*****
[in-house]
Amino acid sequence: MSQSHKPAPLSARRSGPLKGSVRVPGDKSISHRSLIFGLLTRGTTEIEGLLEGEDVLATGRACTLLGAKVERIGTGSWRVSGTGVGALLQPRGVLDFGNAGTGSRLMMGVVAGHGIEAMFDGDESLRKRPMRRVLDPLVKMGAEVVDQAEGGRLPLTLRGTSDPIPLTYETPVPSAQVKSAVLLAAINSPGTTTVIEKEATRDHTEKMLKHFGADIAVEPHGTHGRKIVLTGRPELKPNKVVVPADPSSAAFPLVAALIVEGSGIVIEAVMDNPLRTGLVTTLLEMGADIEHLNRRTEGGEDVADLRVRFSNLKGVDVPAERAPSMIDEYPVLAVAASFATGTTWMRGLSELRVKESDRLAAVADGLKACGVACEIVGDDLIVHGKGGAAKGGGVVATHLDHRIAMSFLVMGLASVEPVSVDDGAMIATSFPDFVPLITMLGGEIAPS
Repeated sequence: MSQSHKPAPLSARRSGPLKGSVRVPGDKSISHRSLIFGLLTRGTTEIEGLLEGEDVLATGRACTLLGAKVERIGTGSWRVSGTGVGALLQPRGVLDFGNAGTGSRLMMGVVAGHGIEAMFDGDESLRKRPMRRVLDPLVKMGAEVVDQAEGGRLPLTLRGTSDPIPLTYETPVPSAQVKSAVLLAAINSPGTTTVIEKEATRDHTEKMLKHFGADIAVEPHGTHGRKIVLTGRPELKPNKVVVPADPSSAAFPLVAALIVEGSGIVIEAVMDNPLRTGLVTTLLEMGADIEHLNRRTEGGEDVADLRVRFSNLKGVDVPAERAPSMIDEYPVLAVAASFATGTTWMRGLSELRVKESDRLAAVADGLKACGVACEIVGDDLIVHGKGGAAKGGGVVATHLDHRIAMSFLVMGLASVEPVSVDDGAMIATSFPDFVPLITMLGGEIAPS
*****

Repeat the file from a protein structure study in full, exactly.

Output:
[in-house]
Amino acid sequence: MSQSHKPAPLSARRSGPLKGSVRVPGDKSISHRSLIFGLLTRGTTEIEGLLEGEDVLATGRACTLLGAKVERIGTGSWRVSGTGVGALLQPRGVLDFGNAGTGSRLMMGVVAGHGIEAMFDGDESLRKRPMRRVLDPLVKMGAEVVDQAEGGRLPLTLRGTSDPIPLTYETPVPSAQVKSAVLLAAINSPGTTTVIEKEATRDHTEKMLKHFGADIAVEPHGTHGRKIVLTGRPELKPNKVVVPADPSSAAFPLVAALIVEGSGIVIEAVMDNPLRTGLVTTLLEMGADIEHLNRRTEGGEDVADLRVRFSNLKGVDVPAERAPSMIDEYPVLAVAASFATGTTWMRGLSELRVKESDRLAAVADGLKACGVACEIVGDDLIVHGKGGAAKGGGVVATHLDHRIAMSFLVMGLASVEPVSVDDGAMIATSFPDFVPLITMLGGEIAPS
Repeated sequence: MSQSHKPAPLSARRSGPLKGSVRVPGDKSISHRSLIFGLLTRGTTEIEGLLEGEDVLATGRACTLLGAKVERIGTGSWRVSGTGVGALLQPRGVLDFGNAGTGSRLMMGVVAGHGIEAMFDGDESLRKRPMRRVLDPLVKMGAEVVDQAEGGRLPLTLRGTSDPIPLTYETPVPSAQVKSAVLLAAINSPGTTTVIEKEATRDHTEKMLKHFGADIAVEPHGTHGRKIVLTGRPELKPNKVVVPADPSSAAFPLVAALIVEGSGIVIEAVMDNPLRTGLVTTLLEMGADIEHLNRRTEGGEDVADLRVRFSNLKGVDVPAERAPSMIDEYPVLAVAASFATGTTWMRGLSELRVKESDRLAAVADGLKACGVACEIVGDDLIVHGKGGAAKGGGVVATHLDHRIAMSFLVMGLASVEPVSVDDGAMIATSFPDFVPLITMLGGEIAPS